Let me go back to that Solnit piece for a moment. The other piece of it is her attention to the tensions between a nature writer’s commitments to certain social politics (in Thoreau’s case to abolition and pacifism) and their love of what David Abram called “the more-than-human world.” I was curious to what extent not only in your writing but also in other projects, like the la Urban Rangers, that has been a tension for you to negotiate: between your commitments to social justice, to public space defined more broadly than an environmental issue, and to the herons and the watersheds that extend beyond the human. Are those tensions that you’ve had to negotiate?

jp:

Maybe personally a little bit. But at the same time, I’m so instinctively ironic and skeptical that all of my work tends to integrate rather than emphasize [tensions]. A lot of my work now is about the connections between social justice and the herons and wild places, so that for me it’s less about an environmentalism that preserves wild places and it’s less about sustainable cities or social justice than it is about showing how those things are connected and how environmentalism should showcase those connections. I would argue that you can’t have social justice in Los Angeles without healthy ecosystems in which herons and all of the birds I love—the Goldeneyes and the Spectacled Eiders (I kind of have a duck fetish)—can thrive. Those things are connected. You can’t have healthy cities without healthy wild watersheds outside them. You can’t have social justice without healthy riparian ecosystems. I think part of the problem is that we’ve had a kind of trickle-down environmentalism, which is too often about making the clean places cleaner. You will never have healthy riparian ecosystems if you only clean up the creeks in affluent neighborhoods. Though for me, this all does originate with a love of wild places and an Earth First-y attachment to wilderness that I’ve completely rejected now. So sometimes I [wonder] why I am not hiking once a week. I don’t spend nearly enough time with the wild things.

ac:

We’ve touched on this topic but I wanted to ask about it explicitly. When you were talking especially about Stop Saving the Planet this came out in terms of how you think historically as well as in a very contemporary way about the nature-virtue connection. How do you now see your training as a historian, and the kinds of work you do within university settings, shaping your critical practices as well as your creative work in other formats and media?

jp:

It’s absolutely the foundation. I’m sorry I took as long as I did to get the PhD, but I feel enormously appreciative of that experience of actually finishing the dissertation and finishing graduate school and of that graduate (and undergraduate) education. I really couldn’t do the work I do now without it. I learned so much about how to think critically, how to think historically, about power, about all kinds of things that you can definitely learn without going to graduate school but that’s where I was really able to learn how to ask questions and think about how the world works. Again, I don’t see a tension at all. I feel like all of my storytelling [is informed by that training]. And again, I hope that foundation is invisible to the people who are not in academia and don’t care about those conversations, but I hope and assume that it’s visible to scholars. I assumed when I left academia that I would have trouble establishing and maintaining my legitimacy as a scholar. And it’s been pretty gratifying that people have continued to be welcoming and accepting and have seen my work as substantial despite the language I use and the formats I use.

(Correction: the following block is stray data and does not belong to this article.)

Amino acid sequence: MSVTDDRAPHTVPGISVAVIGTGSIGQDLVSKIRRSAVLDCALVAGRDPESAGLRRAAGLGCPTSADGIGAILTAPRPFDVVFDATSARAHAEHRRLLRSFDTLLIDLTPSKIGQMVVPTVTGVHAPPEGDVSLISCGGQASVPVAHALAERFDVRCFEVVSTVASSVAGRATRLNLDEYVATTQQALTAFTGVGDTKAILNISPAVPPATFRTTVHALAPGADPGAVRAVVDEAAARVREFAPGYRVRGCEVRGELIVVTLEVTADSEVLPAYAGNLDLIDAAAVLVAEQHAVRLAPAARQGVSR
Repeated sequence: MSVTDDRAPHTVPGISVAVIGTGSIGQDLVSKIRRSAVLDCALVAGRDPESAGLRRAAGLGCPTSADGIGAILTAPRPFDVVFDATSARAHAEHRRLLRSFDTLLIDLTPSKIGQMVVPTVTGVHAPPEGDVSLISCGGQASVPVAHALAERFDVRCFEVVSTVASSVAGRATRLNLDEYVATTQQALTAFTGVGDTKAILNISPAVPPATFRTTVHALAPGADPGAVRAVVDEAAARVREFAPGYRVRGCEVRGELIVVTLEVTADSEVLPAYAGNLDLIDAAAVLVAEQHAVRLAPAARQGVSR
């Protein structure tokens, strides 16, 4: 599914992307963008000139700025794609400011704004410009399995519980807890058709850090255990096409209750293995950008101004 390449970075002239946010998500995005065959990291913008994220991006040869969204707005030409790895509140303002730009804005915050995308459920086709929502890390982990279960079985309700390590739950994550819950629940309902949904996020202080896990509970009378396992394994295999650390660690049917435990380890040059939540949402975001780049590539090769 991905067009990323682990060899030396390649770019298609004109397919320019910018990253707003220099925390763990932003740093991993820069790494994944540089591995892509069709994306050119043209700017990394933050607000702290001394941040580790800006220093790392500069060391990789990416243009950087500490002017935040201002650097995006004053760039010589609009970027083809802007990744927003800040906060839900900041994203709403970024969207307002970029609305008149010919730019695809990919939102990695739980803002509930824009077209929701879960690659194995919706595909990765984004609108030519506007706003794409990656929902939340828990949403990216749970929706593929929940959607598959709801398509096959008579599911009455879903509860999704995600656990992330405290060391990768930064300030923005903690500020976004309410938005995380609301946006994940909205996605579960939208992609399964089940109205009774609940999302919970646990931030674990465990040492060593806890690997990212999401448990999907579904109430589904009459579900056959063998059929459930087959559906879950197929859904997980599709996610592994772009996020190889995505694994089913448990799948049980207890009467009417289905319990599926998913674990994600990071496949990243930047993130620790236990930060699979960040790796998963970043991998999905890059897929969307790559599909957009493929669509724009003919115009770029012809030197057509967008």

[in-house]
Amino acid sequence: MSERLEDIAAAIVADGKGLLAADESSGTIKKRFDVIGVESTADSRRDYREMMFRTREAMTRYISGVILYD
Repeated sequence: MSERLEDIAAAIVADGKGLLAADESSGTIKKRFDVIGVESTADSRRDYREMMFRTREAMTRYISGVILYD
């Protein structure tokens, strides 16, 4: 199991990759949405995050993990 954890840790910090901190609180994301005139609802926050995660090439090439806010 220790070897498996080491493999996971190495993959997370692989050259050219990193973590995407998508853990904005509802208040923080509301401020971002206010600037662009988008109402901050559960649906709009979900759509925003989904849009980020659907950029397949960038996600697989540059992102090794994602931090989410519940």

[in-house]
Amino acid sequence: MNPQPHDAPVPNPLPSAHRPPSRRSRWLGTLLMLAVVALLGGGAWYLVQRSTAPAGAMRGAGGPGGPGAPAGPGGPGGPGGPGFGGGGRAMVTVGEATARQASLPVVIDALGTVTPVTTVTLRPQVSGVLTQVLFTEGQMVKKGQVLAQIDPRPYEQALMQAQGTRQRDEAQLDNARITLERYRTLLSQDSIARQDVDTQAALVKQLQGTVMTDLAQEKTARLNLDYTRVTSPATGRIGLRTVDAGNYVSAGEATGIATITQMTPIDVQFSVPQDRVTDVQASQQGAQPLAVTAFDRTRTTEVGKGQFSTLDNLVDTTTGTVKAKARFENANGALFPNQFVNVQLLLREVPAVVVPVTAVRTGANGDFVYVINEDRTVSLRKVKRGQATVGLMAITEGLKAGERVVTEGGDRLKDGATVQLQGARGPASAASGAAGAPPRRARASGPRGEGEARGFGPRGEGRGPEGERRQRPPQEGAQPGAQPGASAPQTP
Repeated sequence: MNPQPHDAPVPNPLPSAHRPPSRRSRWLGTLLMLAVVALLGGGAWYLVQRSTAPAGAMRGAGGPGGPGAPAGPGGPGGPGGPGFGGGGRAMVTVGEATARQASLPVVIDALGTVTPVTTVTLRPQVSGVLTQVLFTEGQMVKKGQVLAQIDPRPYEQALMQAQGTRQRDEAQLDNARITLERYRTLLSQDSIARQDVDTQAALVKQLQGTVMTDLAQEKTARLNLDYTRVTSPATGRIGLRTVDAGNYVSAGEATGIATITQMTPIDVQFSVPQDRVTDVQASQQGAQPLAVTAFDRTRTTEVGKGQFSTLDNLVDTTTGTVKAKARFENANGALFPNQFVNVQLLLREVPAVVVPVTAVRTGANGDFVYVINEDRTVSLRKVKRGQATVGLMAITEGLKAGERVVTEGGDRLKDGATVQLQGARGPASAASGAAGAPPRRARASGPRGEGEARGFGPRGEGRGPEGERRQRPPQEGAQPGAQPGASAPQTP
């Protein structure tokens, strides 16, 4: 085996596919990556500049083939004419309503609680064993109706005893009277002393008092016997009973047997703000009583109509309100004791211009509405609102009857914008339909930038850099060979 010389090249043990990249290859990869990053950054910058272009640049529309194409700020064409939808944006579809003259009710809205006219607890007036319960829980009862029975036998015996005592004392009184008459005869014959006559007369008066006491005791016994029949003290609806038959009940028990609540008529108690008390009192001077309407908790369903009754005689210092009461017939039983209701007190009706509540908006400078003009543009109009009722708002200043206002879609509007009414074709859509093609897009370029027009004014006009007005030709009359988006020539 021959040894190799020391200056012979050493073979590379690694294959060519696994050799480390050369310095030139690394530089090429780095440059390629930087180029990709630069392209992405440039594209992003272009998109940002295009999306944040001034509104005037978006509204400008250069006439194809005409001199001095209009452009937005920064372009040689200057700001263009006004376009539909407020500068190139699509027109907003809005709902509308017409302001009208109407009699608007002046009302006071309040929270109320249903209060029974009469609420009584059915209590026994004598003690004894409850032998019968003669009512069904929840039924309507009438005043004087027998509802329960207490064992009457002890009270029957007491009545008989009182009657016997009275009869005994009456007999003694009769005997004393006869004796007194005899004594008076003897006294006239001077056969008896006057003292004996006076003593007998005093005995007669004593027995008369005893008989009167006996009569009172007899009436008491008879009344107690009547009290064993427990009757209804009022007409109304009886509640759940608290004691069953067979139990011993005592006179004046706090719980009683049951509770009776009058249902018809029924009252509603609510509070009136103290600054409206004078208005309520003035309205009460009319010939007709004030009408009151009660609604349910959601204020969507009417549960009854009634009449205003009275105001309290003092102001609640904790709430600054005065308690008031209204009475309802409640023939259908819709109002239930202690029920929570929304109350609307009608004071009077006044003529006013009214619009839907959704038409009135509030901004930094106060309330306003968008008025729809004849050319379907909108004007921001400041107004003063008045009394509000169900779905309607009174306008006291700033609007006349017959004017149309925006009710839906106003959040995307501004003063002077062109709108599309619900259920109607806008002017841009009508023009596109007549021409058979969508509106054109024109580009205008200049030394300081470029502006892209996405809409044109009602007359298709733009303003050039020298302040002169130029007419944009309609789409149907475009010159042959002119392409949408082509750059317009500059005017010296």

ac:

I think this is one of your many accomplishments. In a single piece of writing, in a single project, there are these layers that speak to these different audiences at the same time. I think that is distinctive, and it’s very exciting.

jp:

I really appreciate that. If I had stayed in academia one of the battles I would have taken up would have been about writing and language. Because I feel like the first thing you have to do as someone who wants to communicate is to think about who your audience is. And that’s not really a question we’re trained to ask as academics. And it’s not just who your audience is, it’s what you just said: Who are your audiences? And how are you going to talk to all of them without alienating any of them?

ac:

I think this is one of the things that Resilience as a journal is going to be experimenting with in the coming years.

jp:

Which is really exciting.

ac:

Two more questions. The first has to do with the term “sustainability,” which is of course everywhere—in energy politics, urban planning, higher education. It’s everywhere you look. But as we both know, it’s also been a term that environmentalists and artists and scholars have critiqued for various reasons. We’re curious at Resilience if you use the word. If you do use it, how are you using it? If not, what are your reasons for eschewing it? Are there other words you find to be similarly aspirational but somehow better terms?

jp:

Yes, I use it. I’ve used it unapologetically, and I don’t worry about it. I understand some of the problems historically with sustainability connected to international development. Ultimately I’ve gotten to a point where I’ve stopped angsting about this question. Like nature. The very term presupposes a dichotomy that I’ve spent my entire career trying to break down. But at the same time, if you don’t use the word “nature,” people don’t know what you’re talking about because it’s such an amazingly powerful word. I feel the same way about most of these words—nature, sustainability, the West. Resilience, I know, is the subject of a political tussle. And ultimately I’m like, “Chill, everyone.” Yes, you have to think about the politics of language, but you also have to think seriously about how you are going to communicate effectively, and you have to use words that people are going to understand. If I use “environment,” people are not going to necessarily understand what I’m talking about if I’m critiquing ideas of nature.